Greek Prime Minister Alexis Tsipras landed in Brussels on Tuesday in the hope of using the bailout referendum victory as leverage to secure a rescue deal with European leaders. Tsipras faces intense pressure from creditors abroad and banks at home who all demand what Greece lacks: money.
Tsipras was accompanied by his newly-appointed finance minister who replaced Yanis Varoufakis. Euclid Tsakalotos, a 55-year-old economist, has appeared more willing to engage with creditors than his predecessor. "I won't hide from you that I am very nervous and very anxious. I am not taking over at the easiest moment in Greek history," Tsakalotos said after being sworn in.
As he arrived for the meeting, Tsakalotos carried notes, including a line that read "no triumphalism."
Ahead of Tuesday's planned talks, the situation was complicated by the European Central Bank's refusal late on Monday to increase assistance for Greek banks desperately needing cash and facing imminent collapse unless a rescue deal is reached.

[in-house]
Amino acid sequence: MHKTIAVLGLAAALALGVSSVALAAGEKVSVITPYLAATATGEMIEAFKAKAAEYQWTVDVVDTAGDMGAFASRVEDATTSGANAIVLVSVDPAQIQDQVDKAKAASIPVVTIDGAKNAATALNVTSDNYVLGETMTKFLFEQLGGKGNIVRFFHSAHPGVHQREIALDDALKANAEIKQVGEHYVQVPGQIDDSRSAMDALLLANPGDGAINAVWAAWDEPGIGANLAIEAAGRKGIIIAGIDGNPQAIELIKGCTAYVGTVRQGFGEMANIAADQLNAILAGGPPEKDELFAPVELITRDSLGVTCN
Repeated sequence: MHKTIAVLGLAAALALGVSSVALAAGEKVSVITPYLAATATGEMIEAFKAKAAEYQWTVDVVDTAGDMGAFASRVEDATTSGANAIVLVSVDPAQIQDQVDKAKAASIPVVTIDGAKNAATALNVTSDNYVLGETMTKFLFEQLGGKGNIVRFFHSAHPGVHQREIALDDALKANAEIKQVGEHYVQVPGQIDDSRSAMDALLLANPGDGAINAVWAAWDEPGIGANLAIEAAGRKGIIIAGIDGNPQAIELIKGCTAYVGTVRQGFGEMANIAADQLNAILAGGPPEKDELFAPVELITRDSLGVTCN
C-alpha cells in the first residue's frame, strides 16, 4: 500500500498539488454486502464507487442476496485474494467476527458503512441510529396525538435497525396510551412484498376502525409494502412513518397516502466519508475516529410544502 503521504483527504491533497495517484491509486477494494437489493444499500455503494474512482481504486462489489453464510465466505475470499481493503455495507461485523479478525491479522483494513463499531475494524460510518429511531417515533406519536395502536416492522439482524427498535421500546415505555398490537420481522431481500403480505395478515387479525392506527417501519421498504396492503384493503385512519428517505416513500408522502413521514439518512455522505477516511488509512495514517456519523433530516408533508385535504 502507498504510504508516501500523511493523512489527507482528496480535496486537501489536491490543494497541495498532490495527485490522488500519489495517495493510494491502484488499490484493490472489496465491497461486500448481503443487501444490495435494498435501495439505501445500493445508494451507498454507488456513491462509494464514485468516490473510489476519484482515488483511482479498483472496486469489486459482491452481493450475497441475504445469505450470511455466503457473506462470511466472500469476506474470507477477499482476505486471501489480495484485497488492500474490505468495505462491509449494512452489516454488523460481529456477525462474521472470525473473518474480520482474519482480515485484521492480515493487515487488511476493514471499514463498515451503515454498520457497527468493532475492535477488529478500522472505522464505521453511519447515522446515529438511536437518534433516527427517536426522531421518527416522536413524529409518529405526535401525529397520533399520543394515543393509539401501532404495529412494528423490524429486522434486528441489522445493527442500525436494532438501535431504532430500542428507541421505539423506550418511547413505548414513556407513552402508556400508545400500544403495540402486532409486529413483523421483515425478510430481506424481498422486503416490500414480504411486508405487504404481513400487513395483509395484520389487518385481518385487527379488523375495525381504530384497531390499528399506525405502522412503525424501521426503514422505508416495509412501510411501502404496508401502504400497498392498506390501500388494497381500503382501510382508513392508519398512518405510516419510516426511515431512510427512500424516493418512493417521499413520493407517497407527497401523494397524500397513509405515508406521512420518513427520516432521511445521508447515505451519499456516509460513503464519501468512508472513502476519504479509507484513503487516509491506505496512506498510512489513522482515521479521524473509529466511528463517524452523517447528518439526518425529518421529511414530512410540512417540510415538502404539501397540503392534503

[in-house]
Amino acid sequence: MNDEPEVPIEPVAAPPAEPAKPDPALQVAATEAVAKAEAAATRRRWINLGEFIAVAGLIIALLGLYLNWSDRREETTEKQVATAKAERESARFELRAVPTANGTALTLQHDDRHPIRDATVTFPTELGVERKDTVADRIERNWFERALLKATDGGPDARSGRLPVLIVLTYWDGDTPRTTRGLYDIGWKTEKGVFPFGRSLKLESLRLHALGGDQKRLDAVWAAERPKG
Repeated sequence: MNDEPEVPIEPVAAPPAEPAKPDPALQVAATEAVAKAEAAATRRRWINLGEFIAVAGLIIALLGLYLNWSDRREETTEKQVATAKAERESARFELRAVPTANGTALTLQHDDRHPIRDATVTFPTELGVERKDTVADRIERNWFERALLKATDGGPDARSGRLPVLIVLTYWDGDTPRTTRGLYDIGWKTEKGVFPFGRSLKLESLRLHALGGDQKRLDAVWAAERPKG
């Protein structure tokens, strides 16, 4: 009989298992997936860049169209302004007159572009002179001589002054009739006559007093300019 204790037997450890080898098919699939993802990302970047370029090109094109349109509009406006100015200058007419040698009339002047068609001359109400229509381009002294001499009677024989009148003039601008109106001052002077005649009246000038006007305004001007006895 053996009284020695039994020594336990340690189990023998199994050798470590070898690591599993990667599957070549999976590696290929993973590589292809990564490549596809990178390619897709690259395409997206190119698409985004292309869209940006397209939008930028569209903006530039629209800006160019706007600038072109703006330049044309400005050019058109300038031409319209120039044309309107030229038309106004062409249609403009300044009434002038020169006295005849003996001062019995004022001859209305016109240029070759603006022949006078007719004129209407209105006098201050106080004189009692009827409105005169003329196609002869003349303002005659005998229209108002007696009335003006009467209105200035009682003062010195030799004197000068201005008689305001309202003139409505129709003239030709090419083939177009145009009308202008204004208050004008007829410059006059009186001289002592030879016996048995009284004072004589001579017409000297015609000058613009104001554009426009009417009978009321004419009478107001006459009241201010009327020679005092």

However, Jeroen Dijsselbloem, the head of the Europe's group of finance ministers, confirmed on Tuesday that the Greek delegation did not table any fresh proposals for a bailout deal. Athens is expected to share its new vision on Wednesday.
With Greece's future in the European Union and its euro currency at stake, a Monday meeting between German Chancellor Angela Merkel and French President Francois Hollande in Paris set the tone for the Brussels talks. "Time is of the essence," Merkel said afterward. "[Greek] proposals have to be on the table this week."
Merkel, who is under increasing domestic pressure to cut Greece from the single currency, said it was up to the Greek administration to present solid proposals after the government rejected tax rises, spending cuts and pension and labour reforms in exchange for a 240 billion euro bailout.
Tsipras scored a bigger than expected win in Sunday's bailout referendum, with 61 percent of voters rejecting the economic measures creditors had proposed in exchange for loans Greece needs to remain afloat, including further cuts to pensions.